Home stretching!

Human beings have been stretching for thousands of years, this is well documented and the practice of Yoga is now rightly, very much a part of Western culture.  We are all aware of that relaxed “zen” mood that the practice can put us into.  But apart from feeling great, what effect does stretching have on my area of focus- the musculoskeletal system?   And most importantly to you, what benefit is there to being supple?  Mats at the ready…

A multifaceted approach to pain and dysfunction will yield best outcomes long term.  This is why many manual therapists will prescribe stretches, mobilisations and strength work to facilitate in-house clinical care.  Both dynamic and static stretching are integral parts to this equation.  We will only be focussing on static stretching during this article.  For the sake of clarity stretching in this instance will mean lengthening a muscle and maintaining the tension and elongation over a specified time (think hamstring stretch).  We are therefore strictly focussing on the muscle, fascia and tendons (soft tissue structures).

This is opposed to dynamic stretching i.e. with movement in which joint articulations are also involved and mobilised as well as soft tissues through a range of motion.  Dynamic stretching will be perceived as a specific activity related warm up.  These focussed, movement based stretches will be covered by myself at a later date.

The reason static stretching is essential is due to how people tend to fall into chronic pain patterns: being stuck in specific postures for extended periods and not having enough time to undo the tightness that develops within the fascial system, connective tissue and muscle.   The key to remember with stretching is that it must all be relative; it is not possible to unravel 8 hours sat hunched over a desk with 2 minutes of breath workand stretching of an evening.  The term “relative” is therefore integral to what we are trying to achieve.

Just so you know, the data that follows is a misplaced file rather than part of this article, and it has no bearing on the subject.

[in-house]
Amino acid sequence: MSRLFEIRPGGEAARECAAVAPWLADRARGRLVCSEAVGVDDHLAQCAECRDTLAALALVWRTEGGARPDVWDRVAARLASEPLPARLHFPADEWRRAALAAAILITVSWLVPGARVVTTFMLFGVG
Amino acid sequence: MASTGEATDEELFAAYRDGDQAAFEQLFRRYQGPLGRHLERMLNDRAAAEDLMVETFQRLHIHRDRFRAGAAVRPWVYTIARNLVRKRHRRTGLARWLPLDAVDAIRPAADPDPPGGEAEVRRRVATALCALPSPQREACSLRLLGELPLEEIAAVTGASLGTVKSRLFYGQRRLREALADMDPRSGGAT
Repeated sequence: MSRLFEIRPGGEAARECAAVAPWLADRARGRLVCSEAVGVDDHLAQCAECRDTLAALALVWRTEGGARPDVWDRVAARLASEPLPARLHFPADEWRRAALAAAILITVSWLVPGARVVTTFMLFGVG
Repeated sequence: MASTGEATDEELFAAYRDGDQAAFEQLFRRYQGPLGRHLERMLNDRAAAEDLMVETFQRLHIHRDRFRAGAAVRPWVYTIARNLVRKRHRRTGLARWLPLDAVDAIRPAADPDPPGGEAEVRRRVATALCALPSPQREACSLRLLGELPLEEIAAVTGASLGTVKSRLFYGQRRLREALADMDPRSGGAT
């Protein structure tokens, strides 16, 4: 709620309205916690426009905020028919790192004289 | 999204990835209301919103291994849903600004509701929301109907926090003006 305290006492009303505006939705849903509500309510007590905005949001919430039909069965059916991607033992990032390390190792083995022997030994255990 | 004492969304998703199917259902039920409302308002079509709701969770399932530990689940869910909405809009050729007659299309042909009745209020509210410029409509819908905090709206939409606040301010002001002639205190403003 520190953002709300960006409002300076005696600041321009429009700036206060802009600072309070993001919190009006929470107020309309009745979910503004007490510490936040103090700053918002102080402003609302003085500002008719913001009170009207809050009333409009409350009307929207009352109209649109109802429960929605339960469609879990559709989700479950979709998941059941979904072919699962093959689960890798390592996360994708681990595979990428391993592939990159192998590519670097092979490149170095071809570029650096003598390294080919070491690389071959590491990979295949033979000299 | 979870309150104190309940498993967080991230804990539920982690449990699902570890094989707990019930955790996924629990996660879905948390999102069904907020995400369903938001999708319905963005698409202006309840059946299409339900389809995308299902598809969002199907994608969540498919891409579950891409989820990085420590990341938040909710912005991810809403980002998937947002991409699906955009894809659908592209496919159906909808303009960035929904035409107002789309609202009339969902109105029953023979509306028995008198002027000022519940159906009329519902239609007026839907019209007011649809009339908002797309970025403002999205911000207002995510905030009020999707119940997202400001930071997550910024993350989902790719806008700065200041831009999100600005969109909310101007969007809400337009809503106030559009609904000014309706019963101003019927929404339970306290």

Kataura et al., (2016)1 found that within a muscle “static passive torque was significantly lower after 60, 180, and 300 seconds of stretching compared with that after 20-second stretching, and stiffness decreased significantly after 180- and 300-second stretching”.  Thus highlighting that time under tension is a must to make any gains!

That being said I would advise aiming for 10-15 minutes of an evening.  This is to be performed daily initially with a view to maintaining flexibility with stretching sessions 3-4 times per week thereafter.  The initial stage span will very much depend on where you are at and everyone will progress differently.  4-6 weeks would be the best commitment to make at first.

Having highlighted your area of focus (neck, lower back, hamstrings, quads) it is time to select two stretches to perform on each area depending on your site of stiffness and pain.  As discussed previously each stretch for the lower limb and back will be held for at least 60 seconds.  As the neck is a much more sensitive structure I advise only 30 seconds a side here before resting one minute and performing another round.

 

Many of you will have already been given stretches by your clinician to be performed on a regular basis however uploaded tutorials will be appearing very soon on the Harding Chiropractic Youtube page!

 

Isaac Fellick MChiro 

1Kataura, S., Suzuki, S., Matsuo, S., Hatano, G., Iwata, M., Yokoi, K., Tsuchida, W., Banno, Y. and Asai, Y. (2016). Acute effects of the different intensity of static stretching on flexibility and isometric muscle force. Journal of Strength and Conditioning Research, p.1.

 

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